Highest Continental Mountains
Published 25th May 2015 by The Times Atlas
The new Times Mini Atlas of the World and The Times Desktop Atlas of the World are out now. To celebrate their quality, authority and prestige, here are the Earth's highest points: the Seven Summits.
4,897 metres, 16,066 feet
Lying in the north part of Vinson Massif’s summit plateau in Antarctica is its highest peak, Mount Vinson. Vinson Massif was discovered in January of 1958 by U.S. Navy aircraft, and Mount Vinson was first climbed in 1966 by the American Antarctic Mountaineering Expedition.
4,884 metres, 16,023 feet
In the western central highlands of Papua Province, Indonesia, is Mount Carstensz, whose highest summit is Puncak Jaya. The highest point of Puncak Jaya was first climbed in 1962 by Austrian mountaineer Heinrich Harrer’s expedition.
8,848 metres, 29,028 feet
The Earth’s highest mountain is Mount Everest in the Himalayas. Everest’s summit point marks the international border between China and Nepal. The first ascent of Mount Everest was in May 1953 by New Zealander Edmund Hillary and Nepali Tenzing Norgay from Darjeeling, India.
5,642 metres, 18,510 feet
El’brus is a dormant volcano in Russia. It was first climbed in 1829 by Khillar Khachirov, a guide for an Imperial Russian army scientific expedition.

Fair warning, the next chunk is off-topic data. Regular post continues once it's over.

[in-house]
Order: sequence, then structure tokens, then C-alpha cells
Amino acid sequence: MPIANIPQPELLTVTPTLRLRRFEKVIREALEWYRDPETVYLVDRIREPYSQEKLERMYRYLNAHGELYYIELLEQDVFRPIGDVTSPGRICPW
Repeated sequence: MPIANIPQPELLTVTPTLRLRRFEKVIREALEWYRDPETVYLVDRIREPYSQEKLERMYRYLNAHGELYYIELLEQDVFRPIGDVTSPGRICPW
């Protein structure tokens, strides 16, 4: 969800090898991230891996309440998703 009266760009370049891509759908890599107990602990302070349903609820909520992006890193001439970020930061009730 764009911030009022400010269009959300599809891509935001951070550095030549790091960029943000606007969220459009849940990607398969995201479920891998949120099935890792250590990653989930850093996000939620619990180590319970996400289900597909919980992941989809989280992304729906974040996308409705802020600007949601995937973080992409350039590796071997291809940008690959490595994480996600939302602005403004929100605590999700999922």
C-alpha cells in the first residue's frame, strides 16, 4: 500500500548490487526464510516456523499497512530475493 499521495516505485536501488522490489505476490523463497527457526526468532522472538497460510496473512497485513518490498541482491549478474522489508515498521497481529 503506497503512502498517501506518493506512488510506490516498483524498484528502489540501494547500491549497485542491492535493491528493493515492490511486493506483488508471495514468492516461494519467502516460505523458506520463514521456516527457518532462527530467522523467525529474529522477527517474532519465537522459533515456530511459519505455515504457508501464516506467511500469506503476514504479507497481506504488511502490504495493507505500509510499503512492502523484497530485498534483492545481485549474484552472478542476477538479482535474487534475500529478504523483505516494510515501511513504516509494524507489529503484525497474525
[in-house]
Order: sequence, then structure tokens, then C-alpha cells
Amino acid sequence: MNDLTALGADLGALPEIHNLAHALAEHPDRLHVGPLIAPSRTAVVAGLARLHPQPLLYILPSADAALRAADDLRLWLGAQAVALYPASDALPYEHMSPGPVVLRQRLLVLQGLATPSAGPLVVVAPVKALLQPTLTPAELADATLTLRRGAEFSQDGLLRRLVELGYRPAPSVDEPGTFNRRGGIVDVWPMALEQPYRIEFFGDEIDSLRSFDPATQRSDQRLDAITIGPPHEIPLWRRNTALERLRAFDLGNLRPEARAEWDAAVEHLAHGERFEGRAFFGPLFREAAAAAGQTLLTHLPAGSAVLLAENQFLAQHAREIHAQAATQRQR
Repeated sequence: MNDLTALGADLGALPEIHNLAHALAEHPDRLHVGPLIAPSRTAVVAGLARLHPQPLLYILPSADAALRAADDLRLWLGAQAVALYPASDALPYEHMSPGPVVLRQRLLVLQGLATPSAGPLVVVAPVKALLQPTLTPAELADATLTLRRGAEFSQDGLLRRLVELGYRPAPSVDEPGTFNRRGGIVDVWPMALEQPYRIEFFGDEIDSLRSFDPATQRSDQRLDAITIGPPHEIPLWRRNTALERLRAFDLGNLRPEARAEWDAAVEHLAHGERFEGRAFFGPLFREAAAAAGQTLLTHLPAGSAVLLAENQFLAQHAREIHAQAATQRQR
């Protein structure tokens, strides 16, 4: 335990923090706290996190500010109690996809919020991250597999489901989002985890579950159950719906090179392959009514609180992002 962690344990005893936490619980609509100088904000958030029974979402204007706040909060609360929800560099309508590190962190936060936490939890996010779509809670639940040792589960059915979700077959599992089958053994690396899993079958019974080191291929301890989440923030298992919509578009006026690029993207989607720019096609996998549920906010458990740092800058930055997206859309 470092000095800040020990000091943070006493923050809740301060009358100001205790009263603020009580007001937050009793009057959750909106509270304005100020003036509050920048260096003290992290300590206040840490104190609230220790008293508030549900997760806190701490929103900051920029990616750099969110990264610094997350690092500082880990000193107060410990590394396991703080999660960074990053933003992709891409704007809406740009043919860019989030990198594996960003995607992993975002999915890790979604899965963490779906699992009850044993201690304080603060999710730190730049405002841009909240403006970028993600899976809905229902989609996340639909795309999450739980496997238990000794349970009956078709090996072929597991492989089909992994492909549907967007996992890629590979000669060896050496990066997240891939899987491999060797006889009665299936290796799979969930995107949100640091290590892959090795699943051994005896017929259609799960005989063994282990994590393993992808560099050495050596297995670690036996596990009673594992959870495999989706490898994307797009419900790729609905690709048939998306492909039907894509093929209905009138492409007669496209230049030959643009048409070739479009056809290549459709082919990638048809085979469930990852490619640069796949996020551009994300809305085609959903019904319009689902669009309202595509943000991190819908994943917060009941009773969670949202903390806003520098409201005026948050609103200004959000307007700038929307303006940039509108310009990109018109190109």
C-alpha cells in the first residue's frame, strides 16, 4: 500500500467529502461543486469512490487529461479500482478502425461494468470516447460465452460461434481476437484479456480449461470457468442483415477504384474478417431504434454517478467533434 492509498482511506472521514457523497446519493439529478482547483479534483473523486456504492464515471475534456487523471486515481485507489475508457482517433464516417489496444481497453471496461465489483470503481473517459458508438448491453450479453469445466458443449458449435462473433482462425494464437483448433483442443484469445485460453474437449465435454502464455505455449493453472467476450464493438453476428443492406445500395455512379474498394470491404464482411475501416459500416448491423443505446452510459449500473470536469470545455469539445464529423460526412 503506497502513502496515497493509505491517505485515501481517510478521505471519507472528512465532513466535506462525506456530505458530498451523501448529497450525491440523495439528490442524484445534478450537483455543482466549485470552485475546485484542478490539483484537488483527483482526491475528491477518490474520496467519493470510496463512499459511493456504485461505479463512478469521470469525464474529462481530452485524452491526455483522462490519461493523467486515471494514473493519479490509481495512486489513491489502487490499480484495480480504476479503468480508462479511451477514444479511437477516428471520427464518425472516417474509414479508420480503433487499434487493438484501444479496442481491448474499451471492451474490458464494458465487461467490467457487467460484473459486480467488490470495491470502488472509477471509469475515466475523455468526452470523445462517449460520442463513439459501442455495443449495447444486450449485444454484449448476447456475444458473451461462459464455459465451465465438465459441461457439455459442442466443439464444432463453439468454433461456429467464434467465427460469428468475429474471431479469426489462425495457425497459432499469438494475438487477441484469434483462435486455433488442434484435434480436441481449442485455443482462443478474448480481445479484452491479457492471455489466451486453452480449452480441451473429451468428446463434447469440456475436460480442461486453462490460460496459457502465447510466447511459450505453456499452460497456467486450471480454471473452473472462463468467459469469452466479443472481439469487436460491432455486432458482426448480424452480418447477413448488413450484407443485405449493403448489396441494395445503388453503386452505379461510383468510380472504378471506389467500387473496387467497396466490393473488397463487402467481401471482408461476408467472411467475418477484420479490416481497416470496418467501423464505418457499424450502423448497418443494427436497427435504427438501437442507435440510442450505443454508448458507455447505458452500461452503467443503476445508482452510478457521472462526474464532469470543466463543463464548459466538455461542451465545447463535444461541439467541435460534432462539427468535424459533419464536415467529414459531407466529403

5,892 metres, 19,330 feet
Mount Kilimanjaro is a dormant volcanic mountain in Tanzania, Africa. Although Mount Everest is the highest mountain which is part of a mountain range in the world, the highest free-standing mountain (not part of a mountain range) is, in fact, Mount Kilimanjaro. Its first ascent was by German geographer Hans Meyer and Austrian mountaineer Ludwig Purtscheller in 1889.
6,194 metres, 20,321 feet
Mount McKinley is located in the Alaska Range in Alaska. Its first ascent was by climbers Harry Karstens, Hudson Stuck, Robert Tatum and Walter Harper in June, 1913.
6,959 metres, 22,831 feet
Cerro Aconcagua is located in the Andes mountain range in Argentina. The first to climb Aconcagua was the guide of a European expedition, Matthias Zurbriggen, in January, 1897.
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